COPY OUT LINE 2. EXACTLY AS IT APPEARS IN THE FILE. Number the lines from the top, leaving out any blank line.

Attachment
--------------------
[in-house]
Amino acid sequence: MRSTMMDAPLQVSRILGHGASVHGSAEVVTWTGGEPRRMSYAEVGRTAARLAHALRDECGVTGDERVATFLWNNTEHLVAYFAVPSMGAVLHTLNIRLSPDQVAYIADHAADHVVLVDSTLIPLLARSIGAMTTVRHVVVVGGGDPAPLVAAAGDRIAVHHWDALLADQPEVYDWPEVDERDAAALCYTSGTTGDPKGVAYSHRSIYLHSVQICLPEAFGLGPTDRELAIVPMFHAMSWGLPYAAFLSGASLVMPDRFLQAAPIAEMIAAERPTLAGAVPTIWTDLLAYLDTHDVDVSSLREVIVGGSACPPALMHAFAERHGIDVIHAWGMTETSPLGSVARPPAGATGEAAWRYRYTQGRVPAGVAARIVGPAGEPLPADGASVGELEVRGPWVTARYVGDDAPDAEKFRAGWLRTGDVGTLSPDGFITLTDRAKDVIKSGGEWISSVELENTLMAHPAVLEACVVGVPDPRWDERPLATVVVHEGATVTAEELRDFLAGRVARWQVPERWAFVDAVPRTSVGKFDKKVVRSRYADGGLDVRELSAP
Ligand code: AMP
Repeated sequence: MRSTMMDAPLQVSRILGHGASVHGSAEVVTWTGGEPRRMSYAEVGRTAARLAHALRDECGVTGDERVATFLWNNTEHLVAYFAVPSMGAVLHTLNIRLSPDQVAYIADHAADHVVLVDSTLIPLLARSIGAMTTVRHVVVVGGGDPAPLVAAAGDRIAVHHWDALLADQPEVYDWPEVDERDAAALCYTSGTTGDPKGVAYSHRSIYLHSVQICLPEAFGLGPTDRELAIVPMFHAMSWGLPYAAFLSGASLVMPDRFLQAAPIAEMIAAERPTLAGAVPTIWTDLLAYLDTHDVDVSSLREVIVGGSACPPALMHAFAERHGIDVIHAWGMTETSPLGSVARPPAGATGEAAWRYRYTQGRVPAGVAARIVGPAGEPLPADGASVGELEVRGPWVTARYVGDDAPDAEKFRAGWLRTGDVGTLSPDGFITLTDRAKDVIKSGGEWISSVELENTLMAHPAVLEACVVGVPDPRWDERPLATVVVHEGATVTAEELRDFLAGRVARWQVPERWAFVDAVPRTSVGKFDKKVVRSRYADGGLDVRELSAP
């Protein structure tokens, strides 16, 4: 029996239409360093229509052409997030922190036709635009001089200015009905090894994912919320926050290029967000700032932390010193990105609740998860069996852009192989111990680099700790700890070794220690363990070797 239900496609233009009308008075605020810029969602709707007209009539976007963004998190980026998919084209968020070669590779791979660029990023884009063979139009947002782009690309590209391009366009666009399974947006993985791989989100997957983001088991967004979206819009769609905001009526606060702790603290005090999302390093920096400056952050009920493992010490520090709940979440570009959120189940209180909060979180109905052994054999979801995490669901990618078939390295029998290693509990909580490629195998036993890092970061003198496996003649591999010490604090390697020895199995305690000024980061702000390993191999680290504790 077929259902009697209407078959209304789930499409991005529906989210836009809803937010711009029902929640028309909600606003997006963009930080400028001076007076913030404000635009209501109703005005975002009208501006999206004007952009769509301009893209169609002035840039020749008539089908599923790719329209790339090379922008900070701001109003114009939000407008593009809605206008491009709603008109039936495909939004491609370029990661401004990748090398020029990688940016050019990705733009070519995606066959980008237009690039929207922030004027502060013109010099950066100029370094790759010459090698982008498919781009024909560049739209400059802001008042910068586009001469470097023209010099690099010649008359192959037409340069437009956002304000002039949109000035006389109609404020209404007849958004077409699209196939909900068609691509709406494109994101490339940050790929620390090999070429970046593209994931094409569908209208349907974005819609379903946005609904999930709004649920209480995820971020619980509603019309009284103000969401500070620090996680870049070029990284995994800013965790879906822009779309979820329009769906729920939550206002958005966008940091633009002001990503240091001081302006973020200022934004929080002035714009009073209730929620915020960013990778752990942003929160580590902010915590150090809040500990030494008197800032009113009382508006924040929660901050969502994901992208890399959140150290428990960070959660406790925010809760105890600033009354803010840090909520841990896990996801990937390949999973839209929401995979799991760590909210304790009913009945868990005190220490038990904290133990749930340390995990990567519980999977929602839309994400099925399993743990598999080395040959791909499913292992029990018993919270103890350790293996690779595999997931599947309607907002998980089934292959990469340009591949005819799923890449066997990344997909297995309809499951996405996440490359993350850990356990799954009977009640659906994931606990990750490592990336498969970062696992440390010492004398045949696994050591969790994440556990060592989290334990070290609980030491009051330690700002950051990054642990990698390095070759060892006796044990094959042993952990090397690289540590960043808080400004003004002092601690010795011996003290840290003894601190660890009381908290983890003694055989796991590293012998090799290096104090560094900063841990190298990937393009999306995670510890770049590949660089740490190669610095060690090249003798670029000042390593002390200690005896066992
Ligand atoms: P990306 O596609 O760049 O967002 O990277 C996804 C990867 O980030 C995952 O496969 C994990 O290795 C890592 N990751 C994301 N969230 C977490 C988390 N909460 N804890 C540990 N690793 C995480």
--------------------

Amino acid sequence: MRSTMMDAPLQVSRILGHGASVHGSAEVVTWTGGEPRRMSYAEVGRTAARLAHALRDECGVTGDERVATFLWNNTEHLVAYFAVPSMGAVLHTLNIRLSPDQVAYIADHAADHVVLVDSTLIPLLARSIGAMTTVRHVVVVGGGDPAPLVAAAGDRIAVHHWDALLADQPEVYDWPEVDERDAAALCYTSGTTGDPKGVAYSHRSIYLHSVQICLPEAFGLGPTDRELAIVPMFHAMSWGLPYAAFLSGASLVMPDRFLQAAPIAEMIAAERPTLAGAVPTIWTDLLAYLDTHDVDVSSLREVIVGGSACPPALMHAFAERHGIDVIHAWGMTETSPLGSVARPPAGATGEAAWRYRYTQGRVPAGVAARIVGPAGEPLPADGASVGELEVRGPWVTARYVGDDAPDAEKFRAGWLRTGDVGTLSPDGFITLTDRAKDVIKSGGEWISSVELENTLMAHPAVLEACVVGVPDPRWDERPLATVVVHEGATVTAEELRDFLAGRVARWQVPERWAFVDAVPRTSVGKFDKKVVRSRYADGGLDVRELSAP